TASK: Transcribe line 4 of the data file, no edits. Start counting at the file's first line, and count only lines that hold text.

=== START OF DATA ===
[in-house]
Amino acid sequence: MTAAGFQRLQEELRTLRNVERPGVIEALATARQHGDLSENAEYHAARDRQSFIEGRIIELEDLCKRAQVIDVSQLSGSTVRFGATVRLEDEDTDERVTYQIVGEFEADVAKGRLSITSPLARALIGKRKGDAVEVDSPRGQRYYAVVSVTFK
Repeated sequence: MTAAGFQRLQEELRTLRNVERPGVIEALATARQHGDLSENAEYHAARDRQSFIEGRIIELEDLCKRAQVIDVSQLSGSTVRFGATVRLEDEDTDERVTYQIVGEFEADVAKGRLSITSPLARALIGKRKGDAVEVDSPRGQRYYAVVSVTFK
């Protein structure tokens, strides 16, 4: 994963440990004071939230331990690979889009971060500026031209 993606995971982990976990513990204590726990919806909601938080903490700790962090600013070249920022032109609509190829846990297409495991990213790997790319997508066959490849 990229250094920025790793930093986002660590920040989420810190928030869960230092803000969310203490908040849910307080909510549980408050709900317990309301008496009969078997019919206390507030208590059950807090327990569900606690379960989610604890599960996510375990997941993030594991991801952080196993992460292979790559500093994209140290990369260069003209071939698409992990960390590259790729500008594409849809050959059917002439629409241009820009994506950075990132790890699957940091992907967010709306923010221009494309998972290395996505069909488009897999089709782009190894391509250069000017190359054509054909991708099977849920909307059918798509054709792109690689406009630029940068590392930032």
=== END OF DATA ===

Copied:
């Protein structure tokens, strides 16, 4: 994963440990004071939230331990690979889009971060500026031209 993606995971982990976990513990204590726990919806909601938080903490700790962090600013070249920022032109609509190829846990297409495991990213790997790319997508066959490849 990229250094920025790793930093986002660590920040989420810190928030869960230092803000969310203490908040849910307080909510549980408050709900317990309301008496009969078997019919206390507030208590059950807090327990569900606690379960989610604890599960996510375990997941993030594991991801952080196993992460292979790559500093994209140290990369260069003209071939698409992990960390590259790729500008594409849809050959059917002439629409241009820009994506950075990132790890699957940091992907967010709306923010221009494309998972290395996505069909488009897999089709782009190894391509250069000017190359054509054909991708099977849920909307059918798509054709792109690689406009630029940068590392930032």